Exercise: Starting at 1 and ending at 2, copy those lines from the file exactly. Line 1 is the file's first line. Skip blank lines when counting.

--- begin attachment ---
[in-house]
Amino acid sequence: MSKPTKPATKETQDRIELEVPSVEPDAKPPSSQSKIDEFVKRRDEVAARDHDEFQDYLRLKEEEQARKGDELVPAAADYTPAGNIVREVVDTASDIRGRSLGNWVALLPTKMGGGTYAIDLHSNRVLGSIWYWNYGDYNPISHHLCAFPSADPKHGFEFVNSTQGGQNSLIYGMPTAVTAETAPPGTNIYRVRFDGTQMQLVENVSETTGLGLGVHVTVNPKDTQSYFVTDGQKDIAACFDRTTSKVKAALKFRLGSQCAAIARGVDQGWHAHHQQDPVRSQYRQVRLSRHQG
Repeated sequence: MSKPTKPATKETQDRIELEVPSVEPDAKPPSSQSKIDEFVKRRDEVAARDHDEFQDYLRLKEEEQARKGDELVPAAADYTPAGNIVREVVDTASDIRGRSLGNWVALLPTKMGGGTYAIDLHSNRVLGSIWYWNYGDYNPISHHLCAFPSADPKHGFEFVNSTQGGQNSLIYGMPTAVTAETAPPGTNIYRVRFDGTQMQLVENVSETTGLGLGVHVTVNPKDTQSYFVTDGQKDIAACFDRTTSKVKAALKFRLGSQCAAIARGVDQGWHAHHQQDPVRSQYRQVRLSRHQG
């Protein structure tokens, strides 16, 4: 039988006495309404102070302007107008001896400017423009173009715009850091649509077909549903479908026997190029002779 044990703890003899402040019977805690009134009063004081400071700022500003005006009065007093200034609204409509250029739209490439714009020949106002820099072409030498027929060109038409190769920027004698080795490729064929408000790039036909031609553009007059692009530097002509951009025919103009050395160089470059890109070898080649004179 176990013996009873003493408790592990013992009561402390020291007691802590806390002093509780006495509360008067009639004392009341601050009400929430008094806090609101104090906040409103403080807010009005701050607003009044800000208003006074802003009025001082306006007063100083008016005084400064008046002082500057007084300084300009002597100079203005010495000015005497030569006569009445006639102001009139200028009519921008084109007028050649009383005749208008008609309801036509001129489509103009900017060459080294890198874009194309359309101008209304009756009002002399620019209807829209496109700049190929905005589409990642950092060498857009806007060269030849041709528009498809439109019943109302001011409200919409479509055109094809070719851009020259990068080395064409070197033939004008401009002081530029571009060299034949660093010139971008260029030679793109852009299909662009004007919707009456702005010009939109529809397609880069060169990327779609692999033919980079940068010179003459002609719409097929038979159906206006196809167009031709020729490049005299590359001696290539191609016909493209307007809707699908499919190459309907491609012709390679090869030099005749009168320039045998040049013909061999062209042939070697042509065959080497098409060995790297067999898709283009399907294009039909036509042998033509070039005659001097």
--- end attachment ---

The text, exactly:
[in-house]
Amino acid sequence: MSKPTKPATKETQDRIELEVPSVEPDAKPPSSQSKIDEFVKRRDEVAARDHDEFQDYLRLKEEEQARKGDELVPAAADYTPAGNIVREVVDTASDIRGRSLGNWVALLPTKMGGGTYAIDLHSNRVLGSIWYWNYGDYNPISHHLCAFPSADPKHGFEFVNSTQGGQNSLIYGMPTAVTAETAPPGTNIYRVRFDGTQMQLVENVSETTGLGLGVHVTVNPKDTQSYFVTDGQKDIAACFDRTTSKVKAALKFRLGSQCAAIARGVDQGWHAHHQQDPVRSQYRQVRLSRHQG